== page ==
After the war ended, in a short period of time, I’d get a call at random, and somebody would say, "I’m in Cincinnati, tell me how to get out to your house." And it would be some Army person. On one of these occasions, it was George. He was in Cincinnati and wanted to come out.

    I don’t think I warned my father in advance. My father had this awful habit of asking people, "What do you weigh, son?" He never asked me, he was just interested in huge people. I just knew he was going to ask George, and I was hoping he wouldn’t. I thought it might be a sore spot, because George was as big as ever, maybe bigger. And pretty soon, Dad said, "Son, what do you weigh?" And George, he had these real bright blue eyes, he said, "About 191, sir."

Bob Anderson

    Every Lent, Bob Hagerty would quit smoking, and then after Lent he’d start smoking again. Then he’d say, "God, if I could only quit that. I just wish I could quit smoking."

    I would say, "Well, Bob, you just did for six or seven weeks."

    "Yeah, but that was for Lent," he’d say.

    Bob was a good man. I liked him. I got along fine with everybody in the service and I had a good time, and still I wouldn’t want to go through it again.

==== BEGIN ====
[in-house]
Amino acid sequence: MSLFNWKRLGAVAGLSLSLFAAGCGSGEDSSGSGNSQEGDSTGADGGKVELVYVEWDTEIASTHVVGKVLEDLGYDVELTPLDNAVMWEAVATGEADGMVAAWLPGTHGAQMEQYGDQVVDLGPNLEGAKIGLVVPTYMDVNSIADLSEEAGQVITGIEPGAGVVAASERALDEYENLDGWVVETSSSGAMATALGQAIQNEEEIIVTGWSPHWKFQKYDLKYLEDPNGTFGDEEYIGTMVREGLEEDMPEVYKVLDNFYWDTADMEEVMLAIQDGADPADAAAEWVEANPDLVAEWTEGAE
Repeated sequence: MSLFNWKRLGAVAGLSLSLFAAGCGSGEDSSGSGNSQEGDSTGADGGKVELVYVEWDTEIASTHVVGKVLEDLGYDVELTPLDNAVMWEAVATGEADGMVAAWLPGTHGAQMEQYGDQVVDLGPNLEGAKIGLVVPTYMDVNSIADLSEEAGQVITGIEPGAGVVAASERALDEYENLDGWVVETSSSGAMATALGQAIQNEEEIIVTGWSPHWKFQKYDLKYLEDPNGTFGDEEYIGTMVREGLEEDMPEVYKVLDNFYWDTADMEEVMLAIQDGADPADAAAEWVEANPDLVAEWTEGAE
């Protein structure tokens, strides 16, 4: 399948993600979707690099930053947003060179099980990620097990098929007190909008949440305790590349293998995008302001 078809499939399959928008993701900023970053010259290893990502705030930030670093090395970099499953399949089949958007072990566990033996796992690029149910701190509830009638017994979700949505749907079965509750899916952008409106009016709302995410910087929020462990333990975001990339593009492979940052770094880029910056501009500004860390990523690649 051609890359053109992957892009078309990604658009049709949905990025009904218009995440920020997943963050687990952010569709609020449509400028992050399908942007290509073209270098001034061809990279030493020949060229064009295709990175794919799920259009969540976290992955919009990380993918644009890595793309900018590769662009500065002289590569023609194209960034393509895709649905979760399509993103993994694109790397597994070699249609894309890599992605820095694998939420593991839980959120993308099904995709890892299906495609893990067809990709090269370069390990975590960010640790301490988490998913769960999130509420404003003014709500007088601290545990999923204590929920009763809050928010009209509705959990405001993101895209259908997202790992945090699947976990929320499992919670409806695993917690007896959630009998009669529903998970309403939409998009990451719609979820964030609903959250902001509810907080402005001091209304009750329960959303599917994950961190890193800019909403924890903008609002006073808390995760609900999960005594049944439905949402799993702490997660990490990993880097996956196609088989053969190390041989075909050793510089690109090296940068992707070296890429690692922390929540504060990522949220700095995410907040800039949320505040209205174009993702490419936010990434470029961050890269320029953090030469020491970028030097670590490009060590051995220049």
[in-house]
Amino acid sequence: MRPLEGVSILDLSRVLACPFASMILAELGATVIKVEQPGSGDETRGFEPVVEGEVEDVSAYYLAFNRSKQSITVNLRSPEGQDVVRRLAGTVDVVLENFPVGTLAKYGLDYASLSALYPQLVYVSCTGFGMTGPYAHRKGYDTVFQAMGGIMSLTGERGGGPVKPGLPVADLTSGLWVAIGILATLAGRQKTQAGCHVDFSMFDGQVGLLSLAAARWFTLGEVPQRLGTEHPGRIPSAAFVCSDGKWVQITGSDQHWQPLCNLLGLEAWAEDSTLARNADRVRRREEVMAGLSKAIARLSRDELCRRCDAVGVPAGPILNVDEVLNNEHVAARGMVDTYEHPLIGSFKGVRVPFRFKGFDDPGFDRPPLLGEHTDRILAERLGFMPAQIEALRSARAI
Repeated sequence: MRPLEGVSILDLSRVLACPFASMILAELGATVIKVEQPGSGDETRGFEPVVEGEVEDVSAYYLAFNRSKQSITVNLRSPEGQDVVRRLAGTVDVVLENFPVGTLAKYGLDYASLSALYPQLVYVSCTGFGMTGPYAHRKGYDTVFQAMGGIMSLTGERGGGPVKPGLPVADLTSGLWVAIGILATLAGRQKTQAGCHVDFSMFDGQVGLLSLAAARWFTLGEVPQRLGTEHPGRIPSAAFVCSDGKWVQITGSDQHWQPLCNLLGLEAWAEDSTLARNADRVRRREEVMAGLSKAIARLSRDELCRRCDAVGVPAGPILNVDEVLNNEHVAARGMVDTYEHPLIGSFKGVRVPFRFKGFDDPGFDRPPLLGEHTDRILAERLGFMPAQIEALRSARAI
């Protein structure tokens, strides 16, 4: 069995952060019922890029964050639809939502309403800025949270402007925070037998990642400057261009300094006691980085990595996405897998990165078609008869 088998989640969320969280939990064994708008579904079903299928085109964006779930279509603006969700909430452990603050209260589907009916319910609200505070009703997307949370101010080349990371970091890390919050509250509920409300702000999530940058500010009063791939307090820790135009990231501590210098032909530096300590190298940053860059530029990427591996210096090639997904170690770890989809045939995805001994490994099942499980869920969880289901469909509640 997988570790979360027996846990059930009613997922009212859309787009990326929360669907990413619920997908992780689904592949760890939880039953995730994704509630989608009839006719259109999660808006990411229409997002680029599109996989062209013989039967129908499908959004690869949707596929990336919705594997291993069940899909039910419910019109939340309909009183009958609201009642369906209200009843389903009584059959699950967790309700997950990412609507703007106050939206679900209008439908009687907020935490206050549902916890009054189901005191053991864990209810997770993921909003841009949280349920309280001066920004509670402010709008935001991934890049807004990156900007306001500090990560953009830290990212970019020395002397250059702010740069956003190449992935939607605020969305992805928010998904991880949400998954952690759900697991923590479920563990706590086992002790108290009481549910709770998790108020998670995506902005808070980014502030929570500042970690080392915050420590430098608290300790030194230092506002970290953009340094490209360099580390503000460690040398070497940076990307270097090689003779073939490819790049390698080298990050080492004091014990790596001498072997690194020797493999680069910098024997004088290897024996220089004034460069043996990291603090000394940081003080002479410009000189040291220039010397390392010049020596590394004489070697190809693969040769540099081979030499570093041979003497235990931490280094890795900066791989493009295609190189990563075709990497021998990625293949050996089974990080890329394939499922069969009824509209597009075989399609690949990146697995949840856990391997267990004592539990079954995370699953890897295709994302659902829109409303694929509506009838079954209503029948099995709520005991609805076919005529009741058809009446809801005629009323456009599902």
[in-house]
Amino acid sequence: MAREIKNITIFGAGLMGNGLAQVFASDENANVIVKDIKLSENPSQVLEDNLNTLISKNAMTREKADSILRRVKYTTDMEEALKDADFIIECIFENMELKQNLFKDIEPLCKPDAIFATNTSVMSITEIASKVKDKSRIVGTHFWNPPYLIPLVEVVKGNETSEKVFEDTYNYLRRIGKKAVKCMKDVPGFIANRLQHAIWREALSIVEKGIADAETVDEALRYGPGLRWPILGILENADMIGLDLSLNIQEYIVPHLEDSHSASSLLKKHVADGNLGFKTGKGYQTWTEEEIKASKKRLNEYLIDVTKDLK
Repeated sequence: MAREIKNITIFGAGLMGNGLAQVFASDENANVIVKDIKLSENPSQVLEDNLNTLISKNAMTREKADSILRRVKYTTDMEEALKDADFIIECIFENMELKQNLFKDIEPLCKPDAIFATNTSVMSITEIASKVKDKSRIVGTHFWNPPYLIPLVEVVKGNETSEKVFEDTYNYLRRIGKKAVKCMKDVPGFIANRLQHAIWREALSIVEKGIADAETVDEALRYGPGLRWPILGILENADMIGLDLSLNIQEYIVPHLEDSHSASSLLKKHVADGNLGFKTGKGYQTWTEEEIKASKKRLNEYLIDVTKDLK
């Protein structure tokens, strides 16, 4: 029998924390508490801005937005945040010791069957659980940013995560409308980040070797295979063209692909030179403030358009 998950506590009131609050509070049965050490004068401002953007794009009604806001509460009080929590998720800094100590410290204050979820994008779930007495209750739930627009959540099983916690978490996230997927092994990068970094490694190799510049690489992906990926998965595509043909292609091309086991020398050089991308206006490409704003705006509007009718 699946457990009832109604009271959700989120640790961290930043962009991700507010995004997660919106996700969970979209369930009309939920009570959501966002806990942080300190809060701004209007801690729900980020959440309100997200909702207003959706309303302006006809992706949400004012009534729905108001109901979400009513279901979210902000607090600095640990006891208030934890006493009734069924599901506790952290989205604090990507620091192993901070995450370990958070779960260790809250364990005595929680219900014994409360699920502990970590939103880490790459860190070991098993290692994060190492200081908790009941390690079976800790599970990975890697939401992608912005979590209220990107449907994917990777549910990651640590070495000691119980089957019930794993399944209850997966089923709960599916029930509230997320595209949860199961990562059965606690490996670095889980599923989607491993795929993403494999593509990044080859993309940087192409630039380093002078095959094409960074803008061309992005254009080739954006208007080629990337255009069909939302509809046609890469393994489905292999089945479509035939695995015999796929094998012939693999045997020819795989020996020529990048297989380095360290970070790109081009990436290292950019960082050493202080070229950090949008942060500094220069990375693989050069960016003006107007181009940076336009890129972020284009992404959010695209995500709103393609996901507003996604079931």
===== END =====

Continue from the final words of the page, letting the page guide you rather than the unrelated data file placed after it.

I had a lot more aftereffects after I got home.

    We lived a mile down the road from where we live now, and I farmed for 30 years. When I first came home, there’d be nights, say, that I worked in the field late, I’d be scared to goo ut to the barn to milk the cows because I knew there were Germans out there waiting. So I’d drive up the road, and I knew there was a German tank waiting. My wife will bear this out, there’d be nights I’d lay in bed and just freeze. She’d wake me up and say, "W-w-what’s the matter?"

    "There’s Germans there!" I had more aftereffects, and was scareder, than I did when I was over there. But I was scared, and every time after you were back on break, you’d pray that you would never have to go back up to the line. And anybody, I always said this, anybody that was in combat who wasn’t scared, they’re either a damn liar or they never were in combat.

Tony D’Arpino

    I wouldn’t say I had nightmares, but once in a while I do have dreams. I think about twice I dreamt I was shot. But other than that, I wouldn’t call them nightmares.

    I’ve fallen out of bed. That just happened recently, and I never told Mary what I was dreaming about. But that’s what I was dreaming. I don’t know where the hell I was, it must have been during the war someplace. I was up against the tank and somebody had a gun pointed at me, and I’m kind of sliding down so he won’t hit me, and I hit the doddamn floor! I’m on the floor there, covers and all. About three weeks ago.

George Bussell

    When I came home, my dad and mom were both still alive, and we livedover on Pleasant Street in Indianapolis. I had the back bedroom on the second floor, and it had French windows.